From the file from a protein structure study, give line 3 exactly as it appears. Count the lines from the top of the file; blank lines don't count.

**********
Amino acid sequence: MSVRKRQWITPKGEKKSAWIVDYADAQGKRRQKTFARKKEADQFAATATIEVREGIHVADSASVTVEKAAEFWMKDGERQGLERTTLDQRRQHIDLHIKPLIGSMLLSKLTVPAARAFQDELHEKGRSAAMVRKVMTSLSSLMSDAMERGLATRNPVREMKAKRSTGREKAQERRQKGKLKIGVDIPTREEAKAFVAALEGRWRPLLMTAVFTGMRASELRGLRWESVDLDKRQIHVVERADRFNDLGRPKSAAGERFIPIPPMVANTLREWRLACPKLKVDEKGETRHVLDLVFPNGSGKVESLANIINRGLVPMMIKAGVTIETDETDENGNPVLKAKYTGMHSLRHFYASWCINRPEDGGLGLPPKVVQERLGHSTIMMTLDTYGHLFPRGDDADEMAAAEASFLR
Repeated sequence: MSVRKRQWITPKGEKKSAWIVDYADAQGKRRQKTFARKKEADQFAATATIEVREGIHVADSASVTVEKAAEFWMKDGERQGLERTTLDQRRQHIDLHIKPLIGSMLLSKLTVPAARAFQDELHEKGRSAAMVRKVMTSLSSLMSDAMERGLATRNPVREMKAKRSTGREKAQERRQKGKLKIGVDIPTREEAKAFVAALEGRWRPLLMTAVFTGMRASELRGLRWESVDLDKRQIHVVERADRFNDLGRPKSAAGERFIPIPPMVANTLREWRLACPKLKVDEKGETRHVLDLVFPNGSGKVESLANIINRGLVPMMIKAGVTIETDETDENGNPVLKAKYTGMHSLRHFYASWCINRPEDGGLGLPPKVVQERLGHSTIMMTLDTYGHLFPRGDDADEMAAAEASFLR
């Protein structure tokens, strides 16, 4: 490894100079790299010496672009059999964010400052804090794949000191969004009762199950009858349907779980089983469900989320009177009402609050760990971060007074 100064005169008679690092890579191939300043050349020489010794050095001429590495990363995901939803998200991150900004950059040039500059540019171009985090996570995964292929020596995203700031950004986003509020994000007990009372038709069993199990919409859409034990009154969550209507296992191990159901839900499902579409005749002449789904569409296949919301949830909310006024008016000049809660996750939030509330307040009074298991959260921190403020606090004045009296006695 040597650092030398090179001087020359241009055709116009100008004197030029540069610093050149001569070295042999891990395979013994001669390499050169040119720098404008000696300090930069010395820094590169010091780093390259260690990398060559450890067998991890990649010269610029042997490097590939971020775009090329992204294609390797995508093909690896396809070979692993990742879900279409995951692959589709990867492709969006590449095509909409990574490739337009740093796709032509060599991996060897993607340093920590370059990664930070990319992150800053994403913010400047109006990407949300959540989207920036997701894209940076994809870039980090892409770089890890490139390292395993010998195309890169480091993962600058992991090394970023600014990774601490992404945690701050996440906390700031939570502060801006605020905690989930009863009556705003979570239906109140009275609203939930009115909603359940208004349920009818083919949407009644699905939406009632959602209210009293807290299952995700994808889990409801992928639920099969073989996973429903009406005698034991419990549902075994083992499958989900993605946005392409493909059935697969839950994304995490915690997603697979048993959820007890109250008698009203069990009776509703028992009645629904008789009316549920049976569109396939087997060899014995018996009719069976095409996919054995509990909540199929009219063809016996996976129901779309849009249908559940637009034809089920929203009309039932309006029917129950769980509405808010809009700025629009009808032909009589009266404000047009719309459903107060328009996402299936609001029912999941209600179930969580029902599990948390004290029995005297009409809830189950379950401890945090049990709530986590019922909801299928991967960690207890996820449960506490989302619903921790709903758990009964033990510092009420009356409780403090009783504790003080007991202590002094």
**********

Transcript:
């Protein structure tokens, strides 16, 4: 490894100079790299010496672009059999964010400052804090794949000191969004009762199950009858349907779980089983469900989320009177009402609050760990971060007074 100064005169008679690092890579191939300043050349020489010794050095001429590495990363995901939803998200991150900004950059040039500059540019171009985090996570995964292929020596995203700031950004986003509020994000007990009372038709069993199990919409859409034990009154969550209507296992191990159901839900499902579409005749002449789904569409296949919301949830909310006024008016000049809660996750939030509330307040009074298991959260921190403020606090004045009296006695 040597650092030398090179001087020359241009055709116009100008004197030029540069610093050149001569070295042999891990395979013994001669390499050169040119720098404008000696300090930069010395820094590169010091780093390259260690990398060559450890067998991890990649010269610029042997490097590939971020775009090329992204294609390797995508093909690896396809070979692993990742879900279409995951692959589709990867492709969006590449095509909409990574490739337009740093796709032509060599991996060897993607340093920590370059990664930070990319992150800053994403913010400047109006990407949300959540989207920036997701894209940076994809870039980090892409770089890890490139390292395993010998195309890169480091993962600058992991090394970023600014990774601490992404945690701050996440906390700031939570502060801006605020905690989930009863009556705003979570239906109140009275609203939930009115909603359940208004349920009818083919949407009644699905939406009632959602209210009293807290299952995700994808889990409801992928639920099969073989996973429903009406005698034991419990549902075994083992499958989900993605946005392409493909059935697969839950994304995490915690997603697979048993959820007890109250008698009203069990009776509703028992009645629904008789009316549920049976569109396939087997060899014995018996009719069976095409996919054995509990909540199929009219063809016996996976129901779309849009249908559940637009034809089920929203009309039932309006029917129950769980509405808010809009700025629009009808032909009589009266404000047009719309459903107060328009996402299936609001029912999941209600179930969580029902599990948390004290029995005297009409809830189950379950401890945090049990709530986590019922909801299928991967960690207890996820449960506490989302619903921790709903758990009964033990510092009420009356409780403090009783504790003080007991202590002094």